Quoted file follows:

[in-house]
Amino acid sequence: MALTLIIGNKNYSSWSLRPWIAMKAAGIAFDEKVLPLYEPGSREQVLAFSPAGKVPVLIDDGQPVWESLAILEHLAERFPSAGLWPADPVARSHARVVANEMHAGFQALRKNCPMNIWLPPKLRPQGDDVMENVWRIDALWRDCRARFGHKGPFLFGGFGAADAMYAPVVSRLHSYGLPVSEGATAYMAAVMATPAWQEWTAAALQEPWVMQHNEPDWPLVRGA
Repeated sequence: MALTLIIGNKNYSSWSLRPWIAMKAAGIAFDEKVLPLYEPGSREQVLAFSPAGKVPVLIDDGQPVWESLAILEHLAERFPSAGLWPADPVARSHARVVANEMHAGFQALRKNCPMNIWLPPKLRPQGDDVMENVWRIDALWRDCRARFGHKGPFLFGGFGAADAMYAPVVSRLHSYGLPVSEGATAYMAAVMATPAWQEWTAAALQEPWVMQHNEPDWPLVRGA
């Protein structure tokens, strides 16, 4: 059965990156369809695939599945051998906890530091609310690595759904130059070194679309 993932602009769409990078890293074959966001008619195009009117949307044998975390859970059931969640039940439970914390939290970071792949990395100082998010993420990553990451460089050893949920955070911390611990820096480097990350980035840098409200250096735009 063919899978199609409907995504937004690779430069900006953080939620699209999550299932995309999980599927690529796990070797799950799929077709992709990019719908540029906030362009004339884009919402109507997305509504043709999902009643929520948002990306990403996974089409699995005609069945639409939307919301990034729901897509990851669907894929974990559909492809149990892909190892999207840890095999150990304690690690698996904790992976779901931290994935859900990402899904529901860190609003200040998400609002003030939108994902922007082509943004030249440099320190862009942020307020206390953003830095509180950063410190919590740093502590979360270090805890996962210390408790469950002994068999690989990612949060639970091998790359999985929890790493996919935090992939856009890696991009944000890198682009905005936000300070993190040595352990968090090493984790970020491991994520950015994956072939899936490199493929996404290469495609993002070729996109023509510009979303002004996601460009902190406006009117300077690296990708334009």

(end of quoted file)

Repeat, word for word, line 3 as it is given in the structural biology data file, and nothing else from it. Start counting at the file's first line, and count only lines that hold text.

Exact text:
Repeated sequence: MALTLIIGNKNYSSWSLRPWIAMKAAGIAFDEKVLPLYEPGSREQVLAFSPAGKVPVLIDDGQPVWESLAILEHLAERFPSAGLWPADPVARSHARVVANEMHAGFQALRKNCPMNIWLPPKLRPQGDDVMENVWRIDALWRDCRARFGHKGPFLFGGFGAADAMYAPVVSRLHSYGLPVSEGATAYMAAVMATPAWQEWTAAALQEPWVMQHNEPDWPLVRGA